Additional grazing ground, gifted from the Ulster Wildlife Trust, will make the West Belfast farm more accessible to local families, boosting cross-community relations in the area and increasing opportunities for local children to interact with animals.
With a herd including goats and a sheep, the five year old farm has had a positive effect on the health and well-being of families in one of Belfast’s interface areas.
Young farm volunteer, Michael Og Gaskin, said: “The farm provides a place in the area for young people to socialise with each other.”
Young farmer, Shannagh, added: “I like to feed the animals and take the goats walking around the bog meadows, it’s really fun.”
St James Community Forum Volunteer, Damien Lindsay, said: “The new land was fenced and secured by the Housing Executive through a very generous grant.
“It’s made the farm nearly twice as big and it has really benefitted the local community.”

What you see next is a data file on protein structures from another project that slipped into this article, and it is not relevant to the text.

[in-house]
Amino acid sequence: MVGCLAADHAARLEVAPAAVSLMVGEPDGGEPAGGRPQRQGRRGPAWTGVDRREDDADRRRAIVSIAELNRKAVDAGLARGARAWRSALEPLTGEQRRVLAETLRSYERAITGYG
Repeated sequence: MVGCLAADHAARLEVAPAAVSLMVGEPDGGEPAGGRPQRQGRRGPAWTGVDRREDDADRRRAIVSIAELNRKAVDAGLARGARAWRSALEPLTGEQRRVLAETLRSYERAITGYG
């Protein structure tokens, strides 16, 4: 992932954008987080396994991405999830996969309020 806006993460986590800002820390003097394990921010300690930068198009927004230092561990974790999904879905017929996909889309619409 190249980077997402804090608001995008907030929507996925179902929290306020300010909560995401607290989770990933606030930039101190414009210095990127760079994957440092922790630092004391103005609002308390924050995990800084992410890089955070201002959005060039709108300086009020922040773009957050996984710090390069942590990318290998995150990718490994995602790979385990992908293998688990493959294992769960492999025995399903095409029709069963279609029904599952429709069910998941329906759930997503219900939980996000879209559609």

Housing Executive West Belfast Area Manager, Paddy Kelly, added: “We are proud to support such a worthy project.
“By securing extra space for St James Farm, we hope to help facilitate positive cross-community relations in the area for generations to come and allow young people a rare opportunity to interact with farm animals in an urban setting.”
Plans are in place to further upgrade and develop the farm into to a modern community facility.
Work is due to start on a barn with pens, toilets, a kitchen and community space for workshops and courses.
The next phase of the expansion will involve landscaping, containing raised beds, a poly tunnel and relaxation garden and a barbeque area.
This will create a modern hub in the centre of the St James community.